Bid to allow law-breaking or failing MSPs to be booted from office

A proposed Bill would allow for the dismissal of members from office.

Bid to allow law-breaking or failing MSPs to be booted from office iStock

A bid has been launched to introduce legislation that would enable the removal of MSPs who fail to carry out their duties.

It would allow for the dismissal of members from office if they do not take part in parliamentary proceedings for more than six months without a valid reason.

The moves come in the wake of Derek Mackay’s resignation as finance secretary back in February 2020.

But, despite Mackay quitting the Cabinet, he stayed on as an MSP until the Holyrood election in May 2021.

During that time, he continued to collect a salary, despite not attending meetings or votes in parliament.

The proposed change would bring the Scottish Parliament into line with local authorities who already have the rule in place for councillors.

The Bill would also ensure the automatic removal from office of any MSP sentenced to a prison term regardless of the length of sentence.

Current legislation states that jail terms need to be longer than a year for an MSP to be unseated.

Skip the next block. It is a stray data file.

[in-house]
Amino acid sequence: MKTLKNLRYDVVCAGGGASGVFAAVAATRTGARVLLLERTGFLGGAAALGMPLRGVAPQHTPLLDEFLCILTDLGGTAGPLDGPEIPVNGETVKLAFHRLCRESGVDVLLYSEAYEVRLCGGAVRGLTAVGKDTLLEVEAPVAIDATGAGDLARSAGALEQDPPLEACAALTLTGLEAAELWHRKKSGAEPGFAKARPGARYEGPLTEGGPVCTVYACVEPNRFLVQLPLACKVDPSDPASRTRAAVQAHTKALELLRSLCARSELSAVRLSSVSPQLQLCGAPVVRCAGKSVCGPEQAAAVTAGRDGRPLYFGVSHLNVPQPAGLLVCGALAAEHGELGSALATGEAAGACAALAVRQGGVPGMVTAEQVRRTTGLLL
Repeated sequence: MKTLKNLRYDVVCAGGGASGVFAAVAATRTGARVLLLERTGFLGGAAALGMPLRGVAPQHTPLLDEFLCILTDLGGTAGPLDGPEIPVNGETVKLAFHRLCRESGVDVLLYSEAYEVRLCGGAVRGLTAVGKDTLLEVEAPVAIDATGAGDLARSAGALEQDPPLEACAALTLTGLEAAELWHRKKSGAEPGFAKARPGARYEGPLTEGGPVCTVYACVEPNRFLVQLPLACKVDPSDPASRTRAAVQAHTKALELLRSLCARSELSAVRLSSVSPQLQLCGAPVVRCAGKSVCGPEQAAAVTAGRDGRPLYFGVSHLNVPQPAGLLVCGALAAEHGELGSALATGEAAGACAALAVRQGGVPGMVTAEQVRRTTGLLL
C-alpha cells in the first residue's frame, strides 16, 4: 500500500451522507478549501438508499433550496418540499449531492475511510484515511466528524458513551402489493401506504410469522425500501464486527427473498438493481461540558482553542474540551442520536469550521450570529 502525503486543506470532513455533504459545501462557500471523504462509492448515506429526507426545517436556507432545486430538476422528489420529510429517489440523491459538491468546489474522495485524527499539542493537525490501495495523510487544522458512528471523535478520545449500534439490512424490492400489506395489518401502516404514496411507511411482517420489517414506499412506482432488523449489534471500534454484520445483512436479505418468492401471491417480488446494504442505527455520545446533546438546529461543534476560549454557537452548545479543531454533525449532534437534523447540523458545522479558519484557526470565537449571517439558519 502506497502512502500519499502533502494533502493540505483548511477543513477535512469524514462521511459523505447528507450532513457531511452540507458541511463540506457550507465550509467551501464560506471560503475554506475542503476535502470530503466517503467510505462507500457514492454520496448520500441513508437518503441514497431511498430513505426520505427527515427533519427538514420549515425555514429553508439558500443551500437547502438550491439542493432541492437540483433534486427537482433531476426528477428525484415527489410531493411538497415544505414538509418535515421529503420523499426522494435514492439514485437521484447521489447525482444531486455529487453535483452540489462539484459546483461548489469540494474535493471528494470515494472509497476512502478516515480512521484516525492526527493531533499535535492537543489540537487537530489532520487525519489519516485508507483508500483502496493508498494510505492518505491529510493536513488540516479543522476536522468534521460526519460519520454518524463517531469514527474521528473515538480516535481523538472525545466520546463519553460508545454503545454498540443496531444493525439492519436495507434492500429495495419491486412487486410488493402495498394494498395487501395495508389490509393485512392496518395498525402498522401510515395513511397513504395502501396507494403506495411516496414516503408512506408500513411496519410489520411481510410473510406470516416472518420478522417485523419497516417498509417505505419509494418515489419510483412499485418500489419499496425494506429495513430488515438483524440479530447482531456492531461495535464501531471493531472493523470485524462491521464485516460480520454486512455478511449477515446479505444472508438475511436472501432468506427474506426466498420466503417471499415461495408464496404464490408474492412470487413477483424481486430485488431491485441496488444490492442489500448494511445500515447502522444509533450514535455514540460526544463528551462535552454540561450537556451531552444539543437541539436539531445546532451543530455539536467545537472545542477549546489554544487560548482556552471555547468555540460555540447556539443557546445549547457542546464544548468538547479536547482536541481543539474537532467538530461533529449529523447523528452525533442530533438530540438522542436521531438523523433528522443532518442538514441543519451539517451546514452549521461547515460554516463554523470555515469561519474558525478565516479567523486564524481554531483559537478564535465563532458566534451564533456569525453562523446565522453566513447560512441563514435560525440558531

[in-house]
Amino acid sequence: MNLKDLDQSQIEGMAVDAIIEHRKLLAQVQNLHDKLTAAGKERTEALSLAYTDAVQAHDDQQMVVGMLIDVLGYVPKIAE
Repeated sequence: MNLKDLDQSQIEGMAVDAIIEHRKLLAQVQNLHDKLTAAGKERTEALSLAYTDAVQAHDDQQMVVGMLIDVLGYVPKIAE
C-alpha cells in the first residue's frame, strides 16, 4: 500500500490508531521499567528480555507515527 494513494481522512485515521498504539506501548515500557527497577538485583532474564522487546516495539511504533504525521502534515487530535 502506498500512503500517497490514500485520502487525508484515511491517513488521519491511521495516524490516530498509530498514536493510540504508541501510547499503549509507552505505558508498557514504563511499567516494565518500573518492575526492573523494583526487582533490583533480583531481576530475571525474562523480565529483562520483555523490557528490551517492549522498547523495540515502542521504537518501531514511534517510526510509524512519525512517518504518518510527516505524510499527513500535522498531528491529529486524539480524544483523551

Additionally, the Bill will consider establishing a system of recall for MSPs – allowing voters to trigger a special election to remove an MSP who has been sanctioned for breaching rules.

A consultation on the proposals has been launched by the Scottish Conservatives, with a closing date for responses set for April 13 this year.

Scottish Conservative MSP Graham Simpson urged fellow members at Holyrood to back the proposal.

“I am delighted to launch the consultation for this Bill which will address anomalies within our Scottish Parliament,” he said.

“The vast majority of MSPs enter politics to serve their constituents to the best of their ability – but in all parties there may be members who have abused their position or failed to meet the high standards expected of them.

“This Bill will provide the levers to remove them from office.

“The taxpayer should not be paying for an empty seat in the Parliament debating chamber, nor should constituents be left unrepresented if their MSP is serving jail time.”

Simpson added: “This Bill is common sense and would reassure the public that MSPs will be held to account for their misconduct, rather than being able to claim a salary while hiding away and running down the clock on their term.

“I urge fellow MSPs of all parties to back it.”

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